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Nationwide: Farmland leases -- What you need to know

The following information is provided by Nationwide®, the #1 farm and ranch insurer in the U.S.1

closeup of a document titled 'Farm lease agreement'

For generations, a handshake sealed the deal for most farmland leases. But today, long-term land productivity, growing competition, and high costs make it important to sign a written lease.

A lease defined

A written farm lease is a contract that transfers to a lessee the right to use a property for a specified purpose in a defined time frame. It includes key details for both the farmland owner and lessee. Farmland leases are renewed at the same time each year. In the Midwest, it typically happens in the fall and applies to the following crop year.

Why a lease is important for the lessee

A written lease is like an insurance policy for farmland for a specified time frame. It enables annual crop rotation planning and facilitates long-term land improvements. With a long-term lease in hand, a lessee has the assurance that he or she can reap the rewards of a shared investment to make improvements. This includes things like installing drainage tile that helps improve potential crop productivity.

How a written lease benefits the landowner

A written lease also helps manage risk for the landowner. The document normally spells out specific liabilities and responsibilities. Contractual risk transfer is a critical function of a written farm lease. The lessee typically becomes responsible for operating liabilities during the time frame spelled out in the lease. Identifying and accounting for these variables in writing is key to managing risk for both parties and should be reviewed by your legal representation.

What to include in a farmland lease

The duration and price paid by the lessee are foundational to every lease. Also include:

  • Lease structure. A land lease may be structured as cash rent or a crop share agreement. Both lease types have pros and cons that should be considered in determining the right structure for you.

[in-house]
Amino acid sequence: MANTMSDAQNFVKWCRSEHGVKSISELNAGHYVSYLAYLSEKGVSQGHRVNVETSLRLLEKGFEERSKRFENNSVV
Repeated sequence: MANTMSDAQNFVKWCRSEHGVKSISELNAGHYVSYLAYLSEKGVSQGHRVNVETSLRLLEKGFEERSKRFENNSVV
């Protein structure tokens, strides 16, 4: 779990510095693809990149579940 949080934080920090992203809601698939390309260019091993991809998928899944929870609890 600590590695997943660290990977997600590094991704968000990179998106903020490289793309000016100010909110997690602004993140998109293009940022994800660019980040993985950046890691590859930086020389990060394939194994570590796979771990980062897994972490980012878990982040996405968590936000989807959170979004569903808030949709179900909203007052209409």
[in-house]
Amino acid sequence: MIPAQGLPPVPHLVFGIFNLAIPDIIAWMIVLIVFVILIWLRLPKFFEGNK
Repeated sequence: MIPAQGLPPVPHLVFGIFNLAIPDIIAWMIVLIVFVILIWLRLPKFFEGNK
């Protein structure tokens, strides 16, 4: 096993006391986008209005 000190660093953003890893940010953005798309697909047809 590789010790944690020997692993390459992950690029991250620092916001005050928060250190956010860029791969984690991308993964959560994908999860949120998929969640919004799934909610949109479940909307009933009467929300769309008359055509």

• Full terms. Spell out the specific lease termination date and how that termination will happen, whether because of the contract reaching maturity or one party failing to meet his or her obligations.
  • Land use. Specific uses of the land should be spelled out whenever relevant. Consider accounting for potential uses like crop production, livestock grazing, hunting, and energy generation if they’re feasible in the future.

Qualities of land that affect lease rates

Typically, land that is used for high-value crops can demand a higher rental rate than land for commodity crops or pasture. But other variables contribute to rental rates, including:

  • Soil quality
  • Field size and shape
  • Field conditions
  • Location
  • Water and infrastructure

Consult your farm’s trusted advisers when drafting a new land lease

Account for all specific variables that could influence each lease’s liabilities for both landowner and lessee before signing. Consult with your farm’s team of trusted advisers in drafting your next farm lease. That includes your lender, accountant, attorney, and insurance provider.

Visit Ag Insight Center for resources and expert tips on trending topics to help you run a successful business and maintain the safety of your operation.

[1] *A.M. Best Market Share Report 2022.

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